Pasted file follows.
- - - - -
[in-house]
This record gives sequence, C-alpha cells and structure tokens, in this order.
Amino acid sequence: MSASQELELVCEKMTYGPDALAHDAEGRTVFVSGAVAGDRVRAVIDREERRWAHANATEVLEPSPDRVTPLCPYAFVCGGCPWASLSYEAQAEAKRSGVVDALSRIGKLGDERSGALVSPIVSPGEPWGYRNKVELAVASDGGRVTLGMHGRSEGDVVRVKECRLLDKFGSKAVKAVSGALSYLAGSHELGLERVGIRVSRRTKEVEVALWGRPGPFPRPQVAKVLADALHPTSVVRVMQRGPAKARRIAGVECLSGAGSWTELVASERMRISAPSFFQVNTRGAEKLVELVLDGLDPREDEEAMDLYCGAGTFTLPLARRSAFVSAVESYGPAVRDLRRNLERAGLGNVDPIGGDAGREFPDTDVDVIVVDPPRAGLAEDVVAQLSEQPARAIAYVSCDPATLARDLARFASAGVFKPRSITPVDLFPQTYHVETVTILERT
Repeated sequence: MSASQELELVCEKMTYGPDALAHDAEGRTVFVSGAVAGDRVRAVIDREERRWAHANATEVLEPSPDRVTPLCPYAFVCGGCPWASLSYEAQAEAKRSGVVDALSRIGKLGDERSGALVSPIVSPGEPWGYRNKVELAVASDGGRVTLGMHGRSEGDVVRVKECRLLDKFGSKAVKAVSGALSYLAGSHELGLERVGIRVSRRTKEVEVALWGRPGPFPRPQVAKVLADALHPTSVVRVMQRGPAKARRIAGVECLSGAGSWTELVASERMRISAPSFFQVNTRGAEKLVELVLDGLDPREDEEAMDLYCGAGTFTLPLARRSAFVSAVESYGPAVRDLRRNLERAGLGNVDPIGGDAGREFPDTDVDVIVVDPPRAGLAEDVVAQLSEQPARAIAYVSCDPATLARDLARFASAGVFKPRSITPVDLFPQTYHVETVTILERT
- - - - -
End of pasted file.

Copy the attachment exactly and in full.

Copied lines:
[in-house]
This record gives sequence, C-alpha cells and structure tokens, in this order.
Amino acid sequence: MSASQELELVCEKMTYGPDALAHDAEGRTVFVSGAVAGDRVRAVIDREERRWAHANATEVLEPSPDRVTPLCPYAFVCGGCPWASLSYEAQAEAKRSGVVDALSRIGKLGDERSGALVSPIVSPGEPWGYRNKVELAVASDGGRVTLGMHGRSEGDVVRVKECRLLDKFGSKAVKAVSGALSYLAGSHELGLERVGIRVSRRTKEVEVALWGRPGPFPRPQVAKVLADALHPTSVVRVMQRGPAKARRIAGVECLSGAGSWTELVASERMRISAPSFFQVNTRGAEKLVELVLDGLDPREDEEAMDLYCGAGTFTLPLARRSAFVSAVESYGPAVRDLRRNLERAGLGNVDPIGGDAGREFPDTDVDVIVVDPPRAGLAEDVVAQLSEQPARAIAYVSCDPATLARDLARFASAGVFKPRSITPVDLFPQTYHVETVTILERT
Repeated sequence: MSASQELELVCEKMTYGPDALAHDAEGRTVFVSGAVAGDRVRAVIDREERRWAHANATEVLEPSPDRVTPLCPYAFVCGGCPWASLSYEAQAEAKRSGVVDALSRIGKLGDERSGALVSPIVSPGEPWGYRNKVELAVASDGGRVTLGMHGRSEGDVVRVKECRLLDKFGSKAVKAVSGALSYLAGSHELGLERVGIRVSRRTKEVEVALWGRPGPFPRPQVAKVLADALHPTSVVRVMQRGPAKARRIAGVECLSGAGSWTELVASERMRISAPSFFQVNTRGAEKLVELVLDGLDPREDEEAMDLYCGAGTFTLPLARRSAFVSAVESYGPAVRDLRRNLERAGLGNVDPIGGDAGREFPDTDVDVIVVDPPRAGLAEDVVAQLSEQPARAIAYVSCDPATLARDLARFASAGVFKPRSITPVDLFPQTYHVETVTILERT